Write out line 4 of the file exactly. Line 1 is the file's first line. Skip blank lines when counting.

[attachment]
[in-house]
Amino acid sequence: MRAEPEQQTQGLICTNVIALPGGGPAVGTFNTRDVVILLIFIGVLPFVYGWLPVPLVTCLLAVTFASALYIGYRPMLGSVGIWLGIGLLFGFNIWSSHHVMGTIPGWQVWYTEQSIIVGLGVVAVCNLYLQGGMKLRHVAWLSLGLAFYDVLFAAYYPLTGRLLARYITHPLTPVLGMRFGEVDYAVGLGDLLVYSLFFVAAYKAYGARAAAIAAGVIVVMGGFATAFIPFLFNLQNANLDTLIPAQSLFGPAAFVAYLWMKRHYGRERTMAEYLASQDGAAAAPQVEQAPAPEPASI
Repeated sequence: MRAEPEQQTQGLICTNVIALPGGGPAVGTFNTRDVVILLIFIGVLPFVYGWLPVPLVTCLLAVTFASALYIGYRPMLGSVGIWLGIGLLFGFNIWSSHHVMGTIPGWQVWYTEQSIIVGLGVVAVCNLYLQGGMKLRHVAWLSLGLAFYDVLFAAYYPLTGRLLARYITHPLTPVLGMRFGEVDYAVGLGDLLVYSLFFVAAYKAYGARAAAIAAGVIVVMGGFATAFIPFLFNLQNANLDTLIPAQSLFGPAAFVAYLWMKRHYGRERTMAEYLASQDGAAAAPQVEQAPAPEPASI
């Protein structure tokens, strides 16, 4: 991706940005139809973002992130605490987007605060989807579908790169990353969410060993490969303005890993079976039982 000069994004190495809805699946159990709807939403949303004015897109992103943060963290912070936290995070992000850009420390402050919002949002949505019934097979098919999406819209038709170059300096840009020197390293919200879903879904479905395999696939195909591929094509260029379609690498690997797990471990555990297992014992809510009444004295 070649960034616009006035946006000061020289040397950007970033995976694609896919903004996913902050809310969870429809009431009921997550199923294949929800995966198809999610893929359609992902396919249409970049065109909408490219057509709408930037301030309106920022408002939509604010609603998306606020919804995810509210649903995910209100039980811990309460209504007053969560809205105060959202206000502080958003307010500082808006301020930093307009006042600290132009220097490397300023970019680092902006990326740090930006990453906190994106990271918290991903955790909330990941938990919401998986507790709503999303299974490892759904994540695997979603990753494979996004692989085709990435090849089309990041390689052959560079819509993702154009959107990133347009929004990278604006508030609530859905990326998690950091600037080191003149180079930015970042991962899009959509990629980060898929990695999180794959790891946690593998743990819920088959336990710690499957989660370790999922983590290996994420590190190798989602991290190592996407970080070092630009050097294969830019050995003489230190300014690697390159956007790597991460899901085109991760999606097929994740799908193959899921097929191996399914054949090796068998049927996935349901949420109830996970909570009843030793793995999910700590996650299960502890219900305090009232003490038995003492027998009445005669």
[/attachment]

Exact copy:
């Protein structure tokens, strides 16, 4: 991706940005139809973002992130605490987007605060989807579908790169990353969410060993490969303005890993079976039982 000069994004190495809805699946159990709807939403949303004015897109992103943060963290912070936290995070992000850009420390402050919002949002949505019934097979098919999406819209038709170059300096840009020197390293919200879903879904479905395999696939195909591929094509260029379609690498690997797990471990555990297992014992809510009444004295 070649960034616009006035946006000061020289040397950007970033995976694609896919903004996913902050809310969870429809009431009921997550199923294949929800995966198809999610893929359609992902396919249409970049065109909408490219057509709408930037301030309106920022408002939509604010609603998306606020919804995810509210649903995910209100039980811990309460209504007053969560809205105060959202206000502080958003307010500082808006301020930093307009006042600290132009220097490397300023970019680092902006990326740090930006990453906190994106990271918290991903955790909330990941938990919401998986507790709503999303299974490892759904994540695997979603990753494979996004692989085709990435090849089309990041390689052959560079819509993702154009959107990133347009929004990278604006508030609530859905990326998690950091600037080191003149180079930015970042991962899009959509990629980060898929990695999180794959790891946690593998743990819920088959336990710690499957989660370790999922983590290996994420590190190798989602991290190592996407970080070092630009050097294969830019050995003489230190300014690697390159956007790597991460899901085109991760999606097929994740799908193959899921097929191996399914054949090796068998049927996935349901949420109830996970909570009843030793793995999910700590996650299960502890219900305090009232003490038995003492027998009445005669």